(Randy Radic contributed to this interview)
What's your favorite song to belt out in the car or the shower?
Great question! I like to sing stuff that's way out of my league, like
Otis Redding or Roy Orbison. Or whatever comes up on the car audio!
What kind of guitar do you play, and why?
I love guitars, and I try to keep my collection down to a reasonable
number. The jewel of the crown is a Teye "La Perla". Teye is an
incredible luthier that makes the most beautiful sounding, and
over-the-top looking guitars. It allows me to go from Les Paul to Tele
and all the sounds in between, and the top is finished in real mother of
pearl and abalone shell. Stunning!
My first real guitar was a Gibson Les Paul Standard in cherry sunburst,
and I'm more of a Gibson than a Fender player. Although I have a
fantastic Telecaster that looks very much like Bruce Springsteen's.
What musicians influenced you the most?
The Beatles, Bob Dylan, Springsteen, The Jayhakws, Counting Crows, Del
Amitri, The Waterboys to name but a few. And let's not forget Marty
McFly, playing "Johnny B. Goode" in "Back To The Future"! I think that's
where it all started for me as a guitar player...
Of the many places you have performed, which was your favorite? And
The gig at Woodstock '99 was quite epic. For us it was a great
validation of our work: A little band from Spain, singing in English,
with their first album out on their own record label, getting to play
the biggest festival... on the smallest stage of course!
What music have you listened to lately?
I was just listening to a Cowboy Junkies live show that I downloaded
from NoiseTrade. I love that band. I admit I find it hard to make time
to listen to really current music. A good trick is to go on Spotify, and
create a radio out of a song. Many times the algorithm is pretty good
and picks a lot of great bands that I haven't heard of.
Does listening to other bands and/or singer-songwriters tempt you try
something completely unusual? For example, let's say you listened to
Ozzie Osbourne. Would you ever consider doing something with a metal
Maybe not something that extreme as metal, but yes. One way or another,
anything that falls within the boundaries of the Stormy Mondays sound
finds its way into our music. And probably some things that don't fit at
In my review of your new double EPs I describe your musical style as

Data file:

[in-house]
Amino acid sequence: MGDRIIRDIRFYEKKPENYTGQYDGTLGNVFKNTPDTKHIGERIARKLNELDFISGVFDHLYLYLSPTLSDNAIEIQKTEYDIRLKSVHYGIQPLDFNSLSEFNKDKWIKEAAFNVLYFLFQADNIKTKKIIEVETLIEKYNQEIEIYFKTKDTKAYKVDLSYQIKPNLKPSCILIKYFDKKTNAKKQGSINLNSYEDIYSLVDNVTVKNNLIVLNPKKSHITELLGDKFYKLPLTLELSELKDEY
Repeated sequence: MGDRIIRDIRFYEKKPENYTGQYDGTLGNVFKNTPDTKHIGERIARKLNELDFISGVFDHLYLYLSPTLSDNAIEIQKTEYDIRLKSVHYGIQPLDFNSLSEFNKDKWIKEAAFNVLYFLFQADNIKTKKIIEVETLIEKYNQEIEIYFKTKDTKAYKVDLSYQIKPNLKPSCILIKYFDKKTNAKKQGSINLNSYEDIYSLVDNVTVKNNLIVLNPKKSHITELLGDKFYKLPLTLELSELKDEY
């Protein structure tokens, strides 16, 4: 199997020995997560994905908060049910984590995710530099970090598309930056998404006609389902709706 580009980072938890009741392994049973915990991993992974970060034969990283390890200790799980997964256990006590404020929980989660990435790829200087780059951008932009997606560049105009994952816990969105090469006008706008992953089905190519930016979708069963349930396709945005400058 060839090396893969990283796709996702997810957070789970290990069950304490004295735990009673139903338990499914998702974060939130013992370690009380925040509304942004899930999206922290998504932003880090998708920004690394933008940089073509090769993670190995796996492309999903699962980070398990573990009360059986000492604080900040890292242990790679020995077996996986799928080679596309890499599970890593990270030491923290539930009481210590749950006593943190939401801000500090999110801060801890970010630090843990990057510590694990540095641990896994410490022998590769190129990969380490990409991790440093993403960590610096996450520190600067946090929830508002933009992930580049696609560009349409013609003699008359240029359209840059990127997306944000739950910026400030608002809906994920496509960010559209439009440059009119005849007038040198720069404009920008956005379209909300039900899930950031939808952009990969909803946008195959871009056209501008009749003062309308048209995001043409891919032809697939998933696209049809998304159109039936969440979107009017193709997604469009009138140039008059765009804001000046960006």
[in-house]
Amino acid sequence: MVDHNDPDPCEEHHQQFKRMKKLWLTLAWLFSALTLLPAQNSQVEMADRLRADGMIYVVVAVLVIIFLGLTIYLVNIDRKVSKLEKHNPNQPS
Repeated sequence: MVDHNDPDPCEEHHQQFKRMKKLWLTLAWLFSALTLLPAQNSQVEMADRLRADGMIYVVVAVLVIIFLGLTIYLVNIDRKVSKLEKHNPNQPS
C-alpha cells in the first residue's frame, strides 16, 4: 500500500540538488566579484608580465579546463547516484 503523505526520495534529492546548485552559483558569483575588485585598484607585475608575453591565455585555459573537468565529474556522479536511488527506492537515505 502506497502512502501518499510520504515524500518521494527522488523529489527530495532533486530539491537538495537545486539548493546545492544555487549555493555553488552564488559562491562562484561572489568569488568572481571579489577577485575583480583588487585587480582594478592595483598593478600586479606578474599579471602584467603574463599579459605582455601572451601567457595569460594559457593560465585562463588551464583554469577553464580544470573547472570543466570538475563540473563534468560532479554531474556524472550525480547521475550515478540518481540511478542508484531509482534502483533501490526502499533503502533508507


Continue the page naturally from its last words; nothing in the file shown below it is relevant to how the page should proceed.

folk rock. How would you describe your style?
Folk rock is quite accurate, and it includes so much as well. Being in
Spain, the musical influences are diverse. We've been into Americana way
before that term existed, but we are equally influenced by the 60's
British Invasion bands. In our heart, we've always wished we could be a
soul band, hence the horn section. And this record, with the
hurdy-gurdy, violin, bagpipes and whatnot, is definitely folk rock.
How did you come to write the songs on "Wading the River" and "The Lay
of the Land".
I tried to give myself a framework to write in. I was aiming for two
4-track EPs, so I said to myself "you need to write a big rocker here, a
slower song there". It was just a trick to get the writing started,
really. However, the deliberate folk rock adventure of "The Lay Of The
Land" really influenced the writing, both the lyrics, which are more
poetic, and the music.
What kind of acceptance have the double EPs enjoyed?
Everyone loves them: our long-time fans, and people that have just
discovered us. That's good! The move into a more folk oriented sound
could have been risky but it turned out great. World domination still
eludes us, but we're working on it!
Where do you find inspiration for your songs?
When I'm in songwriting mode, my antenna is up all the time. If you are
around me, "anything you say can and will be used in a song". The
process has changed over the years. When you are starting out, it's
always easy to write a song, they come to you anywhere. When you've
written a few albums, it becomes something you have to sit down and work
Are you touring now?
We wrapped up our "Folk and Roll Tour" in November last year, with a
private show that was filmed in video. We played some very nice shows
all over Spain. For our Barcelona show, U2 were in town, and they had
the day off. So naturally, we sent out an invitation. They didn't come,
but they sent us an invitation to their show the next day. That's class!
When will you go back into the recording studio? And when you do, do
you foresee the next album reflecting a similar sound or might fans
expect something totally different?
We're a bit behind schedule, but our plans were to release a new EP in
May. I'm still in the writing phase, and at the same time I'm setting up
our studio for the recording. I've always worked on the recording of our
albums, and I'm really looking forward to spend some time in the studio
I'm still not sure which direction this will take. I have song sketches
that point in different directions, but I think we will keep on the folk
rock path for a bit. We're really enjoying it.
I'm a sucker for good drumming. Who played the drums on the album and
where did he learn his style?
You have a good ear! We are lucky to have a master drummer, who's been
with us since 2002: Danny Montgomery, from San Francisco. Danny's
recording and live credits include Ray Charles, Percy Sledge, Concrete
Blonde, JJ Cale, Alex Chilton, Taj Mahal... and a lot more! Danny spends
his time between the US, Spain, France and Italy, touring and recording.
He is the most musical drummer I've ever played with - or seen play.
He's got something very special going on, and he really listens to what
everyone is playing and reacts to it. Plus, he tells great jokes!